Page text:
The National Institute of Standards and Technology (NIST) published a new draft document that outlines strategies for integrating software supply chain security measures into CI/CD pipelines.
Cloud-native applications typically use a microservices architecture with a centralized infrastructure like a service mesh. These applications are often developed using DevSecOps, which uses CI/CD pipelines to guide software through stages like build, test, package, and deploy, akin to a software supply chain, according to the document.
“This breakdown is very helpful for development organizations, as it provides more concrete guidance on how to secure their environments and processes. One thing that stands out is the emphasis on the definition of roles and, closely related, the identification of granular authorizations for user and service accounts,” said Henrik Plate, security researcher at Endor Labs. “This is necessary to implement access controls for all activities and interactions in the context of CI/CD pipelines according to least-privilege and need-to-know principles. However, the management of all those authorizations across the numerous systems and services invoked during pipeline execution can be challenging.”
Recent analyses of software attacks and vulnerabilities have prompted governments and private-sector organizations in software development, deployment, and integration to prioritize the entire software development lifecycle (SDLC).
The security of the software supply chain (SSC) relies on the integrity of stages like build, test, package, and deploy, and threats can emerge from malicious actors’ attack vectors as well as from defects introduced when proper diligence is not followed during the SDLC, according to the NIST draft.
“It’s not surprising that the document acknowledges that the ‘extensive set of steps needed for SSC security cannot be implemented all at once in the SDLC of all enterprises without a great deal of disruption to underlying business processes and operations costs,” Plate explained.
This highlights the timeliness of providing guidance to organizations on implementing high-level recommendations like the Secure Software Development Framework (SSDF), which is a set of fundamental, sound, and secure software development practices based on established secure software development practice documents from organizations such as BSA, OWASP, and SAFECode, according to the NIST draft.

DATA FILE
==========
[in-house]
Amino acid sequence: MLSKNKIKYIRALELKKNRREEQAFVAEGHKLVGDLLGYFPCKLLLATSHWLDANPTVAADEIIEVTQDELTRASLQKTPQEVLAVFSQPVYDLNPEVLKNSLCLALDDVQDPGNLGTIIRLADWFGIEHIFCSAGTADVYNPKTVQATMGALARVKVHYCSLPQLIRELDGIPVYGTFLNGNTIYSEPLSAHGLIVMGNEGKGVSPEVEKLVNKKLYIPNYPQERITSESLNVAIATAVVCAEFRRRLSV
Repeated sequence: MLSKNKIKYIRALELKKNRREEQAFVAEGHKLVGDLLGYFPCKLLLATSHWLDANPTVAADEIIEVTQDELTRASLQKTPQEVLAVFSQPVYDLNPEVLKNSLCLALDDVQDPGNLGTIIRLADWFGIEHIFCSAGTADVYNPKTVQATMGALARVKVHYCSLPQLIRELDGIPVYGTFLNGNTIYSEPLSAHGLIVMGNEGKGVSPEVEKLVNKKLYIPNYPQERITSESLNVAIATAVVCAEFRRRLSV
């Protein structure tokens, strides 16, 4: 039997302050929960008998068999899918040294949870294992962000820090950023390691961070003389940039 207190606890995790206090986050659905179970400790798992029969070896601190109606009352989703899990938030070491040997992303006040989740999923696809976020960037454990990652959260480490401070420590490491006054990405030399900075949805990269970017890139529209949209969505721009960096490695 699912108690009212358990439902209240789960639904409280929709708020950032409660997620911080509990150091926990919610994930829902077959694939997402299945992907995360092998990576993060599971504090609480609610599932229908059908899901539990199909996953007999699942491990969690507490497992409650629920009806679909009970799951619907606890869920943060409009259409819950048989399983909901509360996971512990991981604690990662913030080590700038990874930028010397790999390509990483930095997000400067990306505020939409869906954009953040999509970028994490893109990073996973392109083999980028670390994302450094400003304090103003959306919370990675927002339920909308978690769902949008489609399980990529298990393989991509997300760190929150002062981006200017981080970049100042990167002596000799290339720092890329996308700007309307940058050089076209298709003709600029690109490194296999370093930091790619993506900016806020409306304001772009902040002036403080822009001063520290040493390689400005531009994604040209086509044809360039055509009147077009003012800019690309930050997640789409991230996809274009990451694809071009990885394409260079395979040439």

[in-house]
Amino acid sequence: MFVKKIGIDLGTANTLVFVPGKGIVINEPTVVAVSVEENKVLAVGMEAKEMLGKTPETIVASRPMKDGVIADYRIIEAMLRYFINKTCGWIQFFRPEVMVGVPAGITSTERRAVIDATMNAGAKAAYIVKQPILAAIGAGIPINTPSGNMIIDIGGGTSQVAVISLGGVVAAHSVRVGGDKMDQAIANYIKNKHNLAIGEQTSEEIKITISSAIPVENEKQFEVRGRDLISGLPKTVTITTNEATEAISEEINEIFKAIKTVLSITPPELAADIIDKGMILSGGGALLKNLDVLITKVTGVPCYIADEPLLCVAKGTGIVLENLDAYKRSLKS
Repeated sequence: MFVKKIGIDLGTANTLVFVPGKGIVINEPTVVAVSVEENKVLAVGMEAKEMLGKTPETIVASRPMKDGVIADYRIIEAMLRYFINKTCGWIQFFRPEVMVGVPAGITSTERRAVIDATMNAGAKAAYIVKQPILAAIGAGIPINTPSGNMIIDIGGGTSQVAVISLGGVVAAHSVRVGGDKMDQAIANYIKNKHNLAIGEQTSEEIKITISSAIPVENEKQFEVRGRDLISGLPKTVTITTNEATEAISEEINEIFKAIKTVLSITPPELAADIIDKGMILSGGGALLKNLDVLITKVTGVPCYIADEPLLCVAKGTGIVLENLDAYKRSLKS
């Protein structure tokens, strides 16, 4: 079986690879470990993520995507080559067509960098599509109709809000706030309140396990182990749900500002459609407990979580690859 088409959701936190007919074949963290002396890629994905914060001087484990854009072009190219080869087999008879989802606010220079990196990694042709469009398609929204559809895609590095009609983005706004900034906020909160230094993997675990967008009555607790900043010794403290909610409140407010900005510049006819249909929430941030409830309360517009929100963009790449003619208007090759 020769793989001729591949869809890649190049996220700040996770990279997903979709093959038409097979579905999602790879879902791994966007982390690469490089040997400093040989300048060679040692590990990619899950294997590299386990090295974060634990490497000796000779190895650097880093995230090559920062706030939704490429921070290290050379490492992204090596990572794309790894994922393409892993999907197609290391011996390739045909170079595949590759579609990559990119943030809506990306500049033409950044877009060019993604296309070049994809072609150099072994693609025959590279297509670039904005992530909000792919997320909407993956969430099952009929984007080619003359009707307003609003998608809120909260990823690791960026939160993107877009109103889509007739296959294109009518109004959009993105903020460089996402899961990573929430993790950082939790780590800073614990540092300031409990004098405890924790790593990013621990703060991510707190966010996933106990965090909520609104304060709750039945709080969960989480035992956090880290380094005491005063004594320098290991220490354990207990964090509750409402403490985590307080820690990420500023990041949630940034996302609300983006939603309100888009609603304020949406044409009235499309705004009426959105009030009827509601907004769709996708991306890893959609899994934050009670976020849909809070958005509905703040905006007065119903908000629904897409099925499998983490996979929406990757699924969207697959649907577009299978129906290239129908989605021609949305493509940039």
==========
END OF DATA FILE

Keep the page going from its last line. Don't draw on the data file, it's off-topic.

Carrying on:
The NIST draft addresses the upcoming self-attestation requirement for software suppliers to declare adherence to SSDF secure development practices for federal agencies. The document aims to clarify expectations in the context of DevSecOps and CI/CD pipelines regarding what is considered necessary, according to Plate.
Plate added that one major concern with the draft is that tools that can improve the SSC like Sigstore and in-toto are not yet widely adopted with only a few open-source ecosystems including npm and select commercial services, having integrated it.
“It will require some time until those technologies are adopted more broadly in various open-source ecosystems and among open-source end users,” Plate added.
Organizations should go beyond simply detecting open-source software defects after they occur. They should also proactively manage open-source dependency risks by considering factors like code quality, project activity, and other risk indicators. A holistic approach to open-source risk management helps reduce both security and operational risks, as outlined in the Top 10 Open Source Dependency Risks, according to Plate.
This new draft by NIST is intended for a broad group of practitioners in the software industry, including site reliability engineers, software engineers, project and product managers, and security architects and engineers. The public comment period is open through Oct. 13, 2023. See the publication details for a copy of the draft and instructions for submitting comments.